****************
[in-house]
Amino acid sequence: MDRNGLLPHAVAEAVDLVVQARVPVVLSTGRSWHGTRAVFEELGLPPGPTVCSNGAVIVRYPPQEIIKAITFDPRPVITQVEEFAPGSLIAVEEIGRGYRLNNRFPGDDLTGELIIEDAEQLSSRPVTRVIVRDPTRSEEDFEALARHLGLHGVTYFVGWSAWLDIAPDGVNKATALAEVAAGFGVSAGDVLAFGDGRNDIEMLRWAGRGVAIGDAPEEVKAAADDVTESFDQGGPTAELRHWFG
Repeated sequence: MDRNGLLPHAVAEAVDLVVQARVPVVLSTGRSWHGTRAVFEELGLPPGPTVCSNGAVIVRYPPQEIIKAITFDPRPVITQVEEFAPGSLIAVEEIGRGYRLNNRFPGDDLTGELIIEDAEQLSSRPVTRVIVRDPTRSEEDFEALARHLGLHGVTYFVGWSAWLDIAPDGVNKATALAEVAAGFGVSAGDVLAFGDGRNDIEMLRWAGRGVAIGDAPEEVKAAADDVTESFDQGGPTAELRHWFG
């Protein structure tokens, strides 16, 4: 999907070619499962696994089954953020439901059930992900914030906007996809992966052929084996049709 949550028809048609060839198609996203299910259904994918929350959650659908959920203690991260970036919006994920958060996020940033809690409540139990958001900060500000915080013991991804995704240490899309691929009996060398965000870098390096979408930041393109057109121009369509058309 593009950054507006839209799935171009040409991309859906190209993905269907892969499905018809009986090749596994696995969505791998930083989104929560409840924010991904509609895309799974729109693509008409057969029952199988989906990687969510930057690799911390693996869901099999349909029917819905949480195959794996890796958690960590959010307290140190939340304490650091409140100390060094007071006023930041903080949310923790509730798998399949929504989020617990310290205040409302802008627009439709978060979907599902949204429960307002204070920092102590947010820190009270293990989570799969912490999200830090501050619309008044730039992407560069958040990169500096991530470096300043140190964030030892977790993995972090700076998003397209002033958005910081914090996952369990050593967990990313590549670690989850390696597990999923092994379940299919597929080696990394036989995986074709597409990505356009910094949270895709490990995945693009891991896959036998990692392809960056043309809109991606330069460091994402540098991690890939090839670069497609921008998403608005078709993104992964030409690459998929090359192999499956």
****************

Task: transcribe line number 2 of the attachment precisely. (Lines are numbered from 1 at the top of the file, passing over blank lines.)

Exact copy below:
Amino acid sequence: MDRNGLLPHAVAEAVDLVVQARVPVVLSTGRSWHGTRAVFEELGLPPGPTVCSNGAVIVRYPPQEIIKAITFDPRPVITQVEEFAPGSLIAVEEIGRGYRLNNRFPGDDLTGELIIEDAEQLSSRPVTRVIVRDPTRSEEDFEALARHLGLHGVTYFVGWSAWLDIAPDGVNKATALAEVAAGFGVSAGDVLAFGDGRNDIEMLRWAGRGVAIGDAPEEVKAAADDVTESFDQGGPTAELRHWFG